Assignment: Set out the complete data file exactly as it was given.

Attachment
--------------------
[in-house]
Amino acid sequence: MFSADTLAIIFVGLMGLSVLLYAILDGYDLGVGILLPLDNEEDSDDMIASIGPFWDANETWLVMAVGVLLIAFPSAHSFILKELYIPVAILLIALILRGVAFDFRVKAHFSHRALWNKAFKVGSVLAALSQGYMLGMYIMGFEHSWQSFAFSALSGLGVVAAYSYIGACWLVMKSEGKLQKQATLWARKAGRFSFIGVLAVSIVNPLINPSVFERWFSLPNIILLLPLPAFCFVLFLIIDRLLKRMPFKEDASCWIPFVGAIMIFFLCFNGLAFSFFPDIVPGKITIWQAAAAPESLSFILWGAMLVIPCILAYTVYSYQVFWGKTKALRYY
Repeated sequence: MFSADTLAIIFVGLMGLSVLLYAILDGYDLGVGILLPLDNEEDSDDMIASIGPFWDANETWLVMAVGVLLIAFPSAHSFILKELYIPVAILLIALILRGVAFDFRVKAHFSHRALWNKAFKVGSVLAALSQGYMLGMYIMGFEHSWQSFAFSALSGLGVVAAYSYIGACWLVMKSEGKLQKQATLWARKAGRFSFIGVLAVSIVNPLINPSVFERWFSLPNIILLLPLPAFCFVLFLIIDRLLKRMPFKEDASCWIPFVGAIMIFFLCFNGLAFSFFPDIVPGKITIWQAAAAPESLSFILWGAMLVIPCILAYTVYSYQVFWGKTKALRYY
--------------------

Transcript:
[in-house]
Amino acid sequence: MFSADTLAIIFVGLMGLSVLLYAILDGYDLGVGILLPLDNEEDSDDMIASIGPFWDANETWLVMAVGVLLIAFPSAHSFILKELYIPVAILLIALILRGVAFDFRVKAHFSHRALWNKAFKVGSVLAALSQGYMLGMYIMGFEHSWQSFAFSALSGLGVVAAYSYIGACWLVMKSEGKLQKQATLWARKAGRFSFIGVLAVSIVNPLINPSVFERWFSLPNIILLLPLPAFCFVLFLIIDRLLKRMPFKEDASCWIPFVGAIMIFFLCFNGLAFSFFPDIVPGKITIWQAAAAPESLSFILWGAMLVIPCILAYTVYSYQVFWGKTKALRYY
Repeated sequence: MFSADTLAIIFVGLMGLSVLLYAILDGYDLGVGILLPLDNEEDSDDMIASIGPFWDANETWLVMAVGVLLIAFPSAHSFILKELYIPVAILLIALILRGVAFDFRVKAHFSHRALWNKAFKVGSVLAALSQGYMLGMYIMGFEHSWQSFAFSALSGLGVVAAYSYIGACWLVMKSEGKLQKQATLWARKAGRFSFIGVLAVSIVNPLINPSVFERWFSLPNIILLLPLPAFCFVLFLIIDRLLKRMPFKEDASCWIPFVGAIMIFFLCFNGLAFSFFPDIVPGKITIWQAAAAPESLSFILWGAMLVIPCILAYTVYSYQVFWGKTKALRYY